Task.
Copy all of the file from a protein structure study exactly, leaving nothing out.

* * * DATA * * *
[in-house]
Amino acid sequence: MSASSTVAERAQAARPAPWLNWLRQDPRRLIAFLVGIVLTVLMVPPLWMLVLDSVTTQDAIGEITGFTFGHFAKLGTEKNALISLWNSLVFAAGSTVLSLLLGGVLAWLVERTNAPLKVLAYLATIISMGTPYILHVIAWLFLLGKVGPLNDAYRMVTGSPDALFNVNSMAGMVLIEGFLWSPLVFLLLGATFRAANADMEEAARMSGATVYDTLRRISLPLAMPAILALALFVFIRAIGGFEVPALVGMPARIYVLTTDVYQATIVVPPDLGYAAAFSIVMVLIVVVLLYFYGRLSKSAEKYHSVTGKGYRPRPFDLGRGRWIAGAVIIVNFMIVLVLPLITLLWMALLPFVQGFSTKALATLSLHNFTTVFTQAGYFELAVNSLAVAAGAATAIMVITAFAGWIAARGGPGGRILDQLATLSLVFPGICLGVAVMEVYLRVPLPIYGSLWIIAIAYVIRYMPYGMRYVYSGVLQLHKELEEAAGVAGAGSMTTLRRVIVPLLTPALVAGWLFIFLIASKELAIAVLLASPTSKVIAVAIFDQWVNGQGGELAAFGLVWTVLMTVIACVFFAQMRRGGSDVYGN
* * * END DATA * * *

[in-house]
Amino acid sequence: MSASSTVAERAQAARPAPWLNWLRQDPRRLIAFLVGIVLTVLMVPPLWMLVLDSVTTQDAIGEITGFTFGHFAKLGTEKNALISLWNSLVFAAGSTVLSLLLGGVLAWLVERTNAPLKVLAYLATIISMGTPYILHVIAWLFLLGKVGPLNDAYRMVTGSPDALFNVNSMAGMVLIEGFLWSPLVFLLLGATFRAANADMEEAARMSGATVYDTLRRISLPLAMPAILALALFVFIRAIGGFEVPALVGMPARIYVLTTDVYQATIVVPPDLGYAAAFSIVMVLIVVVLLYFYGRLSKSAEKYHSVTGKGYRPRPFDLGRGRWIAGAVIIVNFMIVLVLPLITLLWMALLPFVQGFSTKALATLSLHNFTTVFTQAGYFELAVNSLAVAAGAATAIMVITAFAGWIAARGGPGGRILDQLATLSLVFPGICLGVAVMEVYLRVPLPIYGSLWIIAIAYVIRYMPYGMRYVYSGVLQLHKELEEAAGVAGAGSMTTLRRVIVPLLTPALVAGWLFIFLIASKELAIAVLLASPTSKVIAVAIFDQWVNGQGGELAAFGLVWTVLMTVIACVFFAQMRRGGSDVYGN